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The Architect of Song (Haunted Hearts Legacy) (Volume 1)

The Architect of Song (Haunted Hearts Legacy) (Volume 1) - A.G. Howard ~*Full review on The Bent Bookworm!*~

This book totally surprised me. I was not expecting to enjoy it as much as I did, though I was hoping I would. So I was delighted when this was my initial reaction:
Yep. This was one giant dark truffle of deliciousness. I started it one day, and about two chapters in decided I wanted to just sit down and devour it all in one go, so I waited for a weekend day and did just that.

First of all, don’t go into this book expecting something it’s not. This is a gothic historical romance. Period. It doesn’t try to have the next greatest plot twist. In fact it has some of the traditional YA tropes (it’s a NA, btw) that usually drive me to distraction or leave me throwing the book across the room. However, popular plot devices are popular for a reason. They resonate with a large percentage of the human population on some intrinsic level. That doesn’t mean we don’t get tired of them, particularly if you read a lot. What seems new and exciting to someone who reads 2 books a year may seem bland and unoriginal to someone who reads 200. Authors CAN, however, come up with new twists on the tried and true tropes of literature and A.G. Howard has done just that. ANYWAY. Climbing off my soapbox now.

MINOR SPOILERS AHEAD…but nothing too horrible, I promise, and I hid them.

As soon as the book starts, we’re thrown into a very melancholy, VERY Victorian atmosphere. I almost put it down, honestly. I wasn’t in the mood for another book where the heroine simpers and flutters and nearly passes out when the hero gets within 6 inches of her. But I was intrigued…and let’s just say, while yes, the time period is Victorian, the romantic intensity is SO NOT.
^My mental image of the main guy.

There are a few scenes that left me literally fanning myself. Not just because, um, hot bearded guy, either. The history between Juliet and Hawk is just so sweet and it gives so much more intensity to every scene between the two of them. It’s amazing, and heartbreaking, sweet, and at the same time simply smouldering.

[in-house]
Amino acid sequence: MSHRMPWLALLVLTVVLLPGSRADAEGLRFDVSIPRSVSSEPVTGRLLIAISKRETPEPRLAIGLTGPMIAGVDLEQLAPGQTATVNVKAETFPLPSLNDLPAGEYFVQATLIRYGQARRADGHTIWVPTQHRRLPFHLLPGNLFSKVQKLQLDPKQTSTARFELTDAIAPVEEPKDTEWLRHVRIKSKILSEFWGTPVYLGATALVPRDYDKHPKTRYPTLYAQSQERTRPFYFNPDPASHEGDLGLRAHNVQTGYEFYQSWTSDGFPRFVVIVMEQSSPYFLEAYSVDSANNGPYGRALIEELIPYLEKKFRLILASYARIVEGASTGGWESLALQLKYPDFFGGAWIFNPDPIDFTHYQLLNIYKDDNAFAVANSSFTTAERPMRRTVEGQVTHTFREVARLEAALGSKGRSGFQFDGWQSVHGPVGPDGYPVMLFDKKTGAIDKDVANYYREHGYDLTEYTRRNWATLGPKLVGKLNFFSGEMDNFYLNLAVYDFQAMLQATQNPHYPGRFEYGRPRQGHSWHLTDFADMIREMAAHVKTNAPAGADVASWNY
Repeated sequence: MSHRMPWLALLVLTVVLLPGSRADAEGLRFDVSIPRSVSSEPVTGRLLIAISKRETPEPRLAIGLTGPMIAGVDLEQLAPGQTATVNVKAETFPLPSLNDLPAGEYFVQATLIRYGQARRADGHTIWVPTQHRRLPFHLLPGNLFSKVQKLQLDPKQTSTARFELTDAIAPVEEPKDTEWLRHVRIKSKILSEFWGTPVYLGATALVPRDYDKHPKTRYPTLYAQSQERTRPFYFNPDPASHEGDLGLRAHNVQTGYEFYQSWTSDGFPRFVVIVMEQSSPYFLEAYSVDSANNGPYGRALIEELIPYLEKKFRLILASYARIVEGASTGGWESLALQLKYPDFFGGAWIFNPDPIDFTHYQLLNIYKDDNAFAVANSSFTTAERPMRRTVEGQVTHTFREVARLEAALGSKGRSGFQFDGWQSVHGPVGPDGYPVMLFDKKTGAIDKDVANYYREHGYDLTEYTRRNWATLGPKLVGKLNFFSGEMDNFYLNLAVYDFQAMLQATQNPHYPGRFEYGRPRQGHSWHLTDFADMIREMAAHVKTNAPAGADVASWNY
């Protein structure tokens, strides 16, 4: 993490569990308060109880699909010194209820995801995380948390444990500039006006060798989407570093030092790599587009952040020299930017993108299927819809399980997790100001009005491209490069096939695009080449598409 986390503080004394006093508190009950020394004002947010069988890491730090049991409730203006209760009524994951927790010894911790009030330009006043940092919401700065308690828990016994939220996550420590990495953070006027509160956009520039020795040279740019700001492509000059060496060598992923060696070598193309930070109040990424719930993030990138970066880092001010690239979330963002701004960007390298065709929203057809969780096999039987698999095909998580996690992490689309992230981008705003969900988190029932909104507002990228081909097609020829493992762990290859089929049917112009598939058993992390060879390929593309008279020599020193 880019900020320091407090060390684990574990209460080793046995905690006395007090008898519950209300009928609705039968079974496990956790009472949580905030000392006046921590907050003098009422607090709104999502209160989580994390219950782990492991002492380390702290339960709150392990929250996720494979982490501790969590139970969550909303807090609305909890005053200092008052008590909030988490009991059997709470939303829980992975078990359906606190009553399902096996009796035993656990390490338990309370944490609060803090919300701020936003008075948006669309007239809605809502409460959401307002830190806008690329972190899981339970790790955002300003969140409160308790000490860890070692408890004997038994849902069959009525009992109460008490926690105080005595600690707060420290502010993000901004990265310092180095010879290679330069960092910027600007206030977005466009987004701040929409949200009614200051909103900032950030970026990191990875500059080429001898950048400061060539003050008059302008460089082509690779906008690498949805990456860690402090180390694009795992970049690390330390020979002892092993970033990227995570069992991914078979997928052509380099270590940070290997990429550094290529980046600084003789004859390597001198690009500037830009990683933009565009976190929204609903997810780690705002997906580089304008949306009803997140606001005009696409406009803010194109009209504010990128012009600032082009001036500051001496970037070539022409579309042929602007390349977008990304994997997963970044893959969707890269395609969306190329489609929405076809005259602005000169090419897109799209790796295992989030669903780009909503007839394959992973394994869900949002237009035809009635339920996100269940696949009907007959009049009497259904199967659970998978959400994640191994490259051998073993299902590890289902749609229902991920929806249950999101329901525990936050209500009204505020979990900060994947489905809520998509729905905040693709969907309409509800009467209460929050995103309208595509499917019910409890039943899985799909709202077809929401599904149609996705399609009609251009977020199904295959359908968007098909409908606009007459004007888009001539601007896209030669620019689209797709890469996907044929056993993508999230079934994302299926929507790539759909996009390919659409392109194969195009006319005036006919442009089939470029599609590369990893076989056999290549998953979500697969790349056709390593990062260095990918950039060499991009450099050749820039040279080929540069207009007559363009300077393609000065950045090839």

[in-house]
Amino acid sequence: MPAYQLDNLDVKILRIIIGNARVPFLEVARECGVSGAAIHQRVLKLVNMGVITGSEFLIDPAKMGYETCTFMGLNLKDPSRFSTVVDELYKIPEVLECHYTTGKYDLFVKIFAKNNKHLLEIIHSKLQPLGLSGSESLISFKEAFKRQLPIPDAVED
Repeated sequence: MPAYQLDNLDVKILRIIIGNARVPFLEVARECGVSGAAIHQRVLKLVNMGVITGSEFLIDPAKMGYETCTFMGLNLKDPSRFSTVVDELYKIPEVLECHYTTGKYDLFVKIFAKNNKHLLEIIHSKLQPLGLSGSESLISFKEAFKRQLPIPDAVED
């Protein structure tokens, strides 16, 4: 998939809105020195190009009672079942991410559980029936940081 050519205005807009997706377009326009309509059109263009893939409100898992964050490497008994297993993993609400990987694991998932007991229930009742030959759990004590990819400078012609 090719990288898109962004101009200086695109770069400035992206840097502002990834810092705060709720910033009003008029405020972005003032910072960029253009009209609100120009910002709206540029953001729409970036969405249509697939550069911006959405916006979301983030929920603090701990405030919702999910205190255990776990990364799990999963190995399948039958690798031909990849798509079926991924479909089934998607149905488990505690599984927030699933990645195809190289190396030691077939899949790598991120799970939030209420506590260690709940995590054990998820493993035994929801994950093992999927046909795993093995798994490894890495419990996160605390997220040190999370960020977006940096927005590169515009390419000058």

The characters in this book are amazing. I was attached to them ALL. I hated A.G. Howard about halfway through for making me care about them ALL, because I wanted to be able to choose. Yes, there is a love triangle in this book (that was the spoiler). Maybe I should have guessed that from the blurb, but since it said ghost…you know…how can you…well. All I can say is well done, well done indeed. I was several chapters in before I was sure that was what was happening, and by that point I was so intrigued and invested that I couldn’t stop reading!

A.G. Howard writes IN COLOR. I swear I could see the colors, the fabrics, the clothes she described just spilling out of the pages. It was amazing. This is the first of her books I’ve read, so I’m not sure if she just always writes that way or if it was a feature of this particular book, but I loved it. I’m not a “clothes person,” but damn if I didn’t want to reach out and touch some of the dresses Juliet was wearing.

The plot is…well, gothic. Semi-tragic. There were SO MANY layers and so many half-truths that about 3/4 of the way through I just wanted to SCREAM because I was just as confused as poor Juliet, whom everyone seems to think needs “protecting” in the form of an elaborately built scheme to keep her “safe.” Geez Louise, people. Our young heroine is deaf, yes, but copes remarkably well and is no shrinking violet, even if she sometimes acts the part. There’s the love triangle. At first I was skeptical, and then I was sympathetic, and then I was panicked, because these two guys…well, they get ALL the hearts. AT FIRST. Then one starts to be controlling, manipulative, and demanding and my little gun-shy heart ran away screaming…but I still felt so sorry for him and wanted him to have a happy ending.

Now, the problems. First, as soon as a guy comes into her life, Juliet loses all focus on everything else, even when at first she had a relatively big goal regarding her estate. She just tosses it all aside for TWU RUV.
I’m sure we’ve all been there, but I hate it when that’s one of the first things to occur in a book. Especially in cases like this, where, as a true Victorian female, Juliet has been sheltered and taught that women shouldn’t have sexual desires like men, and then she just falls into the arms of the first man that waltzes across her path (it takes 149 pages). Le sigh. But ok, it’s a romance. Forgiven…ish.

Then there are a few times when the dialogue sounds like it was supposed to be description. Because honestly, who describes their hair color as “My hair is the warm glimmer of golden coins beneath the sun,” instead of just “My hair is blonde (golden, yellow, fill-in-the-blank-with-one-word)?” Ugh. It was just overkill for me…the flowery descriptions were great, but in dialogue it was just a bit too much.

My hat is off to A.G. Howard for not giving her book the traditional happily-ever-after ending. Oh, there’s plenty to be happy about, don’t get me wrong! But it’s definitely bittersweet, and by being so it’s much more realistic and makes me even more excited for the next one!

Overall, 4 out of 5 stars. I love Juliet and *bleep*. They’re giant dark chocolate truffles and I want to eat them.

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